I thought. I wanted to cry, but that would only make the asthma worse. I laid there with my tormenting thoughts for what seemed an eternity.
A few years later in Junior High School, I started having extreme stomach pain. While my mom was keenly aware of my complaints, I did my best to hide my freakish ailments from my friends. Back then, asthma and allergies were a rarity and people would stare at me if I used my inhaler in public. I certainly didn’t want to add stomach issues to the mix.
One day at school I couldn’t take the pain any longer and asked the teacher if I could go to the nurse. Of course she thought this was just a ploy to get out of class and wouldn’t let me go. Afterall, I didn’t have anything clinically wrong with me. I wondered, “Do I have to be missing a limb in order for someone to pay attention to me?”
As I grew to adulthood, my collection of ailments increases: acid reflux, arthritis, chronic fatigue, debilitating PMS, eczema, mood swings, and the list goes on. But, being sick had some serious consequence. One time my husband and I were going out to dinner with friends. My stomach was in so much pain that I had to stay in the car and lay down. I missed the entire meal and time with my husband and friends. I certainly didn’t like missing out. But, more importantly for me, I was embarrassed and didn’t want their pity.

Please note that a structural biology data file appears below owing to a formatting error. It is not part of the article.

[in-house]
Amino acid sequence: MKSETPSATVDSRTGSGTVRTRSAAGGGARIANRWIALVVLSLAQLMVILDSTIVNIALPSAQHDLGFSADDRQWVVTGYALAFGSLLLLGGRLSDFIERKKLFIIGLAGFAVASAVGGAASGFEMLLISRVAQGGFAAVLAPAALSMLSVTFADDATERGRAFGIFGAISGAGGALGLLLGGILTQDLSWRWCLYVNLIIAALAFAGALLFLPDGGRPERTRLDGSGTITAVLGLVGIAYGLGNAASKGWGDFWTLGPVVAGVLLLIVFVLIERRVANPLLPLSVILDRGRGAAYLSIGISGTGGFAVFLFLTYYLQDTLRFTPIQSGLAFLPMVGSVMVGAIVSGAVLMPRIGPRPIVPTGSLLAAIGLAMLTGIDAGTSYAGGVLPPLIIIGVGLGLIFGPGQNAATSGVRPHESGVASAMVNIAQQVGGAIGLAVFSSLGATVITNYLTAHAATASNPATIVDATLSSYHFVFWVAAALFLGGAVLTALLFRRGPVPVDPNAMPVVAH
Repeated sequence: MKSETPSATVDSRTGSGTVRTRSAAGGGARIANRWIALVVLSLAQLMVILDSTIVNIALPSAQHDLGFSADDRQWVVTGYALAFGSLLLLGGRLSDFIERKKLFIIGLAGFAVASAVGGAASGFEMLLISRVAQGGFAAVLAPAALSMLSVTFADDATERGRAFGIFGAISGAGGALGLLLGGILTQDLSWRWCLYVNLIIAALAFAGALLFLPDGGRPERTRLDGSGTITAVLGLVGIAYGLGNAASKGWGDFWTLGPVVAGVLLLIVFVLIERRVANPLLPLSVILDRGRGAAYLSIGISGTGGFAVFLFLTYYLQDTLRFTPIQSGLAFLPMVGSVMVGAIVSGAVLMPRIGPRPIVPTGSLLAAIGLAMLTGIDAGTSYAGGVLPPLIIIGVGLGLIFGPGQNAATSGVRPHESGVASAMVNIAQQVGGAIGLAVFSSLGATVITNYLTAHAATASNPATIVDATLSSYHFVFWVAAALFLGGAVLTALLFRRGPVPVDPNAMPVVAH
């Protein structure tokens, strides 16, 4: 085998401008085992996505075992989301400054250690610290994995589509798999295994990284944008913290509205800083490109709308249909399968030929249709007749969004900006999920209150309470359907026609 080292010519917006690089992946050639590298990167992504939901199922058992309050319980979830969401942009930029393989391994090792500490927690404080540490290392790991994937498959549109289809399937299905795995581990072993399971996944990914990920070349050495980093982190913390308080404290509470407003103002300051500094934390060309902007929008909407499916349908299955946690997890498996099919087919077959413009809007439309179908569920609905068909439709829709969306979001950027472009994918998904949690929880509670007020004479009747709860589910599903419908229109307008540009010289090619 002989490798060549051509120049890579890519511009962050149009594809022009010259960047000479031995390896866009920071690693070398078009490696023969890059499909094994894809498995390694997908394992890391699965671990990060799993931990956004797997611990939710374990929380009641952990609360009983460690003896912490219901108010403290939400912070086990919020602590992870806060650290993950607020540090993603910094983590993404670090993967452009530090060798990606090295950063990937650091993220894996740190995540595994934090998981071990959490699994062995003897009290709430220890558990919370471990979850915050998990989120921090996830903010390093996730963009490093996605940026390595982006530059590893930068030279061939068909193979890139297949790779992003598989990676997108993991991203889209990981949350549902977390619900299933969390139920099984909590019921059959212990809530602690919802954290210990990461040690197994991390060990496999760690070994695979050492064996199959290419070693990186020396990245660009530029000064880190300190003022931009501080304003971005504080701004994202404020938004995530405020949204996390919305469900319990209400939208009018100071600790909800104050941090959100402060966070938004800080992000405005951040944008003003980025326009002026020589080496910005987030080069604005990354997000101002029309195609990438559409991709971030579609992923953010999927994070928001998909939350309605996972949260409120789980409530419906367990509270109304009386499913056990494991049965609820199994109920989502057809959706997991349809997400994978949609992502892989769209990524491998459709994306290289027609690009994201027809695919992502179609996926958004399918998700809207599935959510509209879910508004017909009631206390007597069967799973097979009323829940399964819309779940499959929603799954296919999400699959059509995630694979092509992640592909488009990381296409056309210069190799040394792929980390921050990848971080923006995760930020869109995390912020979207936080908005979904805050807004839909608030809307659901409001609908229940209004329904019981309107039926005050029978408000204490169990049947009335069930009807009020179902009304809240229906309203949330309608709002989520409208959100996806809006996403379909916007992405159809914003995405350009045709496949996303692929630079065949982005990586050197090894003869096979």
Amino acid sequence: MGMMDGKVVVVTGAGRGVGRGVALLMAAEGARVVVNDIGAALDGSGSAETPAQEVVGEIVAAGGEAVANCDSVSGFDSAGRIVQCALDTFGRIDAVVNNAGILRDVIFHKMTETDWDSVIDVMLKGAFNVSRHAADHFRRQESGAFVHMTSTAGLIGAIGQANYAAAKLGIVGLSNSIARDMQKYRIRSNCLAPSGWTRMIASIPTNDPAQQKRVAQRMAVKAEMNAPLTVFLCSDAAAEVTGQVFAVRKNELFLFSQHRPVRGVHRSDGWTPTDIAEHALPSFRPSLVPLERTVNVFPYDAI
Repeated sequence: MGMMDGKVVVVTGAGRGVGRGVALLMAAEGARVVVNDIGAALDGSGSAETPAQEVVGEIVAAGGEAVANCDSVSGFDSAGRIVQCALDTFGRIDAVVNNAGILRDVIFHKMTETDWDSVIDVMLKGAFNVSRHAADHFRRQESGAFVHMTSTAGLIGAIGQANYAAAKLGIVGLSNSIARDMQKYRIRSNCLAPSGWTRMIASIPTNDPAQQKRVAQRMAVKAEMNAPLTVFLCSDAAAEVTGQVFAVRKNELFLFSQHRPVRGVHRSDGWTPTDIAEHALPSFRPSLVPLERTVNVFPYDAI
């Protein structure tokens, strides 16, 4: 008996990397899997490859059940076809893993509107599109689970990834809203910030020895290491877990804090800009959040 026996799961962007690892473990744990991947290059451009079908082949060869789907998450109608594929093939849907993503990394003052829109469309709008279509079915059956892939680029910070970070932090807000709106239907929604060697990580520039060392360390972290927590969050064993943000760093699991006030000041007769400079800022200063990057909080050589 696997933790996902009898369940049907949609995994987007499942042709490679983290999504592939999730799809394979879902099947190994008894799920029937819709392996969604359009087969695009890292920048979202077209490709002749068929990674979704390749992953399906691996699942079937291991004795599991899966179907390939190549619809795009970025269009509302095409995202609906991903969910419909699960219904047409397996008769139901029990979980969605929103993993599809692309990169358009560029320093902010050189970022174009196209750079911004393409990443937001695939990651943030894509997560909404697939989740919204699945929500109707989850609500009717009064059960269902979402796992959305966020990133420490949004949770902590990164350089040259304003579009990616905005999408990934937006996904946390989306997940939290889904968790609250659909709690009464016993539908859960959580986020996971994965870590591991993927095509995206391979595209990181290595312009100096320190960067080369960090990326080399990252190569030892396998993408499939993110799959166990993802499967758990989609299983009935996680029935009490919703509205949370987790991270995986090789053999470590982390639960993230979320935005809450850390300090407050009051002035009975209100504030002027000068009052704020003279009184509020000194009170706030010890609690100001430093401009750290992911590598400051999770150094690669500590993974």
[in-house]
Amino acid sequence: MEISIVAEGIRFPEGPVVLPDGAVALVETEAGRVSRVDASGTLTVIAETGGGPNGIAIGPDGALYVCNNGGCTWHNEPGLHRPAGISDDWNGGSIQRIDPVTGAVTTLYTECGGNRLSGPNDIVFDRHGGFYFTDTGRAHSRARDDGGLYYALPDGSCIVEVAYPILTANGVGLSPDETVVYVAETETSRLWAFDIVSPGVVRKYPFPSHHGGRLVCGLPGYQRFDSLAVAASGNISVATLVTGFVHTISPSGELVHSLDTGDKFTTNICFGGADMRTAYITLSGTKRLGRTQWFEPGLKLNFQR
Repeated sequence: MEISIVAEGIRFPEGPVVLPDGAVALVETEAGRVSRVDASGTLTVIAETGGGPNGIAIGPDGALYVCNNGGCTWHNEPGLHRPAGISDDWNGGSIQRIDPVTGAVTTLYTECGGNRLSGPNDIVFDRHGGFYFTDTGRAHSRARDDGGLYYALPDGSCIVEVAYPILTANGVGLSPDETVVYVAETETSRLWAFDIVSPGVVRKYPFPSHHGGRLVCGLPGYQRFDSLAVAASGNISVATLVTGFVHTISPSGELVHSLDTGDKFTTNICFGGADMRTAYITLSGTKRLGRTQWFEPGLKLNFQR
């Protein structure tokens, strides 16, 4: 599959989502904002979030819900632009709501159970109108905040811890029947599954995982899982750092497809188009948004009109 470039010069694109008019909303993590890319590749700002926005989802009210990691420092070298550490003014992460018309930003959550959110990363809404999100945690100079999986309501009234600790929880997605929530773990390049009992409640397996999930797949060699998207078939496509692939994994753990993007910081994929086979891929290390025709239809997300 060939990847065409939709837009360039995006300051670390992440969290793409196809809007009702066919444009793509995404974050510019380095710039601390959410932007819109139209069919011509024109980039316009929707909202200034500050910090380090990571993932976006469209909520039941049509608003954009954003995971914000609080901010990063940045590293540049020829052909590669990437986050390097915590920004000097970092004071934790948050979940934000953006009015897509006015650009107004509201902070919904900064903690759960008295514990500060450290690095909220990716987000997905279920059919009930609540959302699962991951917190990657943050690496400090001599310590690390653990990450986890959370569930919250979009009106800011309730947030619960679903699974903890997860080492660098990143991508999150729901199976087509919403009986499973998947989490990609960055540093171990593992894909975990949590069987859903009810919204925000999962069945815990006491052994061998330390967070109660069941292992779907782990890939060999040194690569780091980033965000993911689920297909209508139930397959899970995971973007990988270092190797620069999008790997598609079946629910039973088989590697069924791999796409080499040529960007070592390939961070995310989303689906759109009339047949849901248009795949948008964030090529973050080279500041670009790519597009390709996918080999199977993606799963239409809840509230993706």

In my thirties, my mom called me one day and informed me several people she worked with had been seeing an acupuncturist for their chronic allergies and it was actually working! I had been poked and prodded so much as a child, that the idea of having needles stuck in me was terrifying. But I was desperate to try anything at this point.
This decision set the stage for an incredible, yet painful journey of healing.
In addition to acupuncture, I changed my diet, worked with Naturopathic doctors, and tried a myriad of therapies that were very helpful. But these modalities were missing something. While most of my ailments had disappeared, my stomach remained ailed. As I embarked on this next phase of my journey, I came face to face with a part of me I had buried long ago.
I felt like I was suffocating as I walked into the already small living room. The women were chatting and some even laughing. Everyone seemed friendly; but I still held on to the metaphorical wall I put up. There were about ten in a semicircle facing our special VIP guest. The VIP was very engaging and I immediately trusted her. However, my stomach tensed up when she asked for a volunteer. I most certainly did not trust the other women enough to expose myself to them. The idea of being harshly judged sent daggers into my soul. I was happy to keep my secrets well-hidden within me.